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Why do you've steps in the drive resistance curve? The ideal curve should be smooth. My curve is also only a calculation and reality could vary (different resistance at different speeds of the gearbox, bearings axle shaft, bearings on the wheel hubs) but this should be a small different



As i shift, rpm drops, the minimum torque at the motor to overcome ‚drag’ must increase. Power output would be a smooth curve.

This way I can limit my motor torque, so it won‘t kill my gearbox. And estimate the performance of my setup. At least thats what i think i am doing.


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It does look odd and is for my gearing, but torque at wheel would not compare to motor specifications. So thats why.
Engine or motor, both can be compared at the same point in the drivetrain. You multiply the engine or motor torque by the transmission ratio (for transmission output) and by final drive drive ratio (for axle torque) and divide by tire radius (for driving force) in either case.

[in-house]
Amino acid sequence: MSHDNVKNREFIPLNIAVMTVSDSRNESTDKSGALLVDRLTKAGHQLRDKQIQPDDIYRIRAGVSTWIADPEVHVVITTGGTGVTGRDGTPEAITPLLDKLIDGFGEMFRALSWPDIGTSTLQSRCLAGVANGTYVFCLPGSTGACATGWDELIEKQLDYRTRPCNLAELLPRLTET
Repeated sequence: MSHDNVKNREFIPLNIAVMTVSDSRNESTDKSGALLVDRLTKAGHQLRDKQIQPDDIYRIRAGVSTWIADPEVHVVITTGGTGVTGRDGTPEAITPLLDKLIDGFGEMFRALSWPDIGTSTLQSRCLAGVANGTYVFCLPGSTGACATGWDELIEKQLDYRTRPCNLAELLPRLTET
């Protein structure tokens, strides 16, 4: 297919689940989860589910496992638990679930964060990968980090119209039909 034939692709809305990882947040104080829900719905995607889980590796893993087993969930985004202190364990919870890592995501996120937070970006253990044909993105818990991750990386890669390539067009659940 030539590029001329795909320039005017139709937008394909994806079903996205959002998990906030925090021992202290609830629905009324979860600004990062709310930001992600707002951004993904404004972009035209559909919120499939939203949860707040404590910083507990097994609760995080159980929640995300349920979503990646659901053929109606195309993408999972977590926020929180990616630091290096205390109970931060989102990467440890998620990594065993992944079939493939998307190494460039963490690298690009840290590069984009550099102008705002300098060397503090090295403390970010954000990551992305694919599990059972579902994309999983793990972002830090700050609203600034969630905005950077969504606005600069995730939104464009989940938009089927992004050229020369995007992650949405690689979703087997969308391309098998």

Thanks for your offer to do the other graphs. Did i mention its a spreadsheet from hell? I seriously need to clean it up first :)
:D
Well, I'm still willing to at least have a look!
Don't clean it up just for me.
 

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Why do you've steps in the drive resistance curve? The ideal curve should be smooth.
The curve of torque at the wheel or at the transmission output is a smooth function of speed... but this graph shows torque at the motor/engine output or transmission input, so it is the torque at the transmission output (smooth like yours) divided by the gear ratio being used at that road speed.